However, the movie does in no way feel emotionally manipulative. We are presented with a young man in love with a woman who is courting a very evil man. We triumph when good wins and cheer when evil is destroyed. This seems normal storytelling; to call it manipulative or cliche is to miss the point entirely.

Now, compare and contrast this with other films. Some examples that spring to mind:

Spider-Man 2. Mary Jane is engaged, about to be married, to a handsome astronaut who loves her utterly. Mere moments before they are married, she runs out on him to Peter Parker, the boy whom for two films we've been rooting for her to get with (aka, the hero) but whom she has danced around. We cheer because she is with who she is supposed to be with, because that is what Spider-Man is about.

The Notebook: A young man and woman spend a summer in passionate lust before being driven apart by life, family, and adult responsibilities. He carries a torch for her, and in a moment of passion she essentially commits adultery on her fiance, who has done nothing but love her and treat her with respect. However, it's ok, because we the audience see the two of them live "happily ever after" and die in each others arms, and no attention is given to the ex-fiance or anyone else they may have ignored in their selfishness along the way.

I'm sure there are other examples, but those are the two strongest that come to mind.

Both of those movies above feature a plot point where a fiance leaves a loving significant other in order to pursue their "true love." What it appears to me at least is a person selfishly pursuing their lusts instead of faithfully sticking with whomever they originally fell in love with enough to marry. The Illusionist at least tells us that the 3rd party is an evil man; the other two movies, these are just humble men whose hearts are broken by someone else.

Now, I was praying about how I should approach the rest of this blog. On one hand, I could discuss how movies that emotionally manipulate tend to become popular but express a brand of "love" that is demonic at best. Or I could discuss all this in relation to Christ, God's love for us, Christ's love for the church, etc. The Bible is so ingrained within me that I see and think of almost everything in Biblical shades. But people accuse me of thinking too hard.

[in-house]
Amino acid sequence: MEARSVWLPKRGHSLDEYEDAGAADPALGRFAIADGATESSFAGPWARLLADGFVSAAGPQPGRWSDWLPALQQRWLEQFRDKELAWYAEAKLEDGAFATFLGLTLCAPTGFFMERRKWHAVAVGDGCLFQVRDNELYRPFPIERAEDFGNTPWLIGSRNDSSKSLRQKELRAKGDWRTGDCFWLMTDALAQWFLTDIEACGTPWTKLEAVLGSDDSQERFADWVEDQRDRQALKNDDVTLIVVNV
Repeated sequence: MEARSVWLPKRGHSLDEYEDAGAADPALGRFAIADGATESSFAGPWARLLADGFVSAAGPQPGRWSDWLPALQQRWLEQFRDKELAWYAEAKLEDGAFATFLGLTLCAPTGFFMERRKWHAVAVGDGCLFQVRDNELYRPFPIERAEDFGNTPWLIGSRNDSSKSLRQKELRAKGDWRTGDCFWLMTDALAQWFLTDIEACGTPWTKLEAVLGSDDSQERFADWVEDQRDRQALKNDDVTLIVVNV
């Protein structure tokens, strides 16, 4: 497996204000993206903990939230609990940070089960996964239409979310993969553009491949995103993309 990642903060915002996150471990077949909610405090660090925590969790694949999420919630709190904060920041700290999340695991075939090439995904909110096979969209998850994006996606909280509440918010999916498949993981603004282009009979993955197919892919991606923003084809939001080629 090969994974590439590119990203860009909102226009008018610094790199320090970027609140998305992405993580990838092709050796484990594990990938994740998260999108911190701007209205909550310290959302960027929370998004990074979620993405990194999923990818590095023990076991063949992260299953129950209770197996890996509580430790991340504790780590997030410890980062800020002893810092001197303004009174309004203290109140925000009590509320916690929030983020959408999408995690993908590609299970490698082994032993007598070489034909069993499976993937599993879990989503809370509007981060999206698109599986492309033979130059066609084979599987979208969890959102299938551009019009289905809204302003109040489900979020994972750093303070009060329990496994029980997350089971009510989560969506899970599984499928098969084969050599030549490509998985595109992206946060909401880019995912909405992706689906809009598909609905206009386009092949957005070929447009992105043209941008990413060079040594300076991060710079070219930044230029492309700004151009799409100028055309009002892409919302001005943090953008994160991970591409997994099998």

Instead, I will get personal. Which may or may not include both of the above.

When I see these things happen in film, or even in real enrages me and scares me. Scares me because if there is such a thing as karma, I'm seriously jinxing myself and this type of scenario will happen to me. I can easily imagine myself giving my life to a woman, having genuine agape love for her, and then see her ditch me at the altar because the man she ran into in the street (or boyhood friend) is more handsome, more successful, or just generally more enticing. And then what would I do? If it's agape love, I will continue to love her even though she ran off. That may be noble, but it makes me despair as well.

However, I believe in grace, and continually believe against and fight against a spirit of fear. I admit I suffer from a fear of failure and rejection, which I'm constantly battling against.

These things enrage me because it seems like an extreme justice. Perhaps a little bit of it has seeped through already. There is a strong part of me that demands judgment on people such as Mary Jane for their treatment of their fiance. "HOW DARE THEY TREAT THAT PERSON THAT WAY!! A person who did nothing but love them, and they turn around and rip their heart out! They reward faithfulness with adultery or betrayal!! These people should be forced to repent and beg forgiveness!!"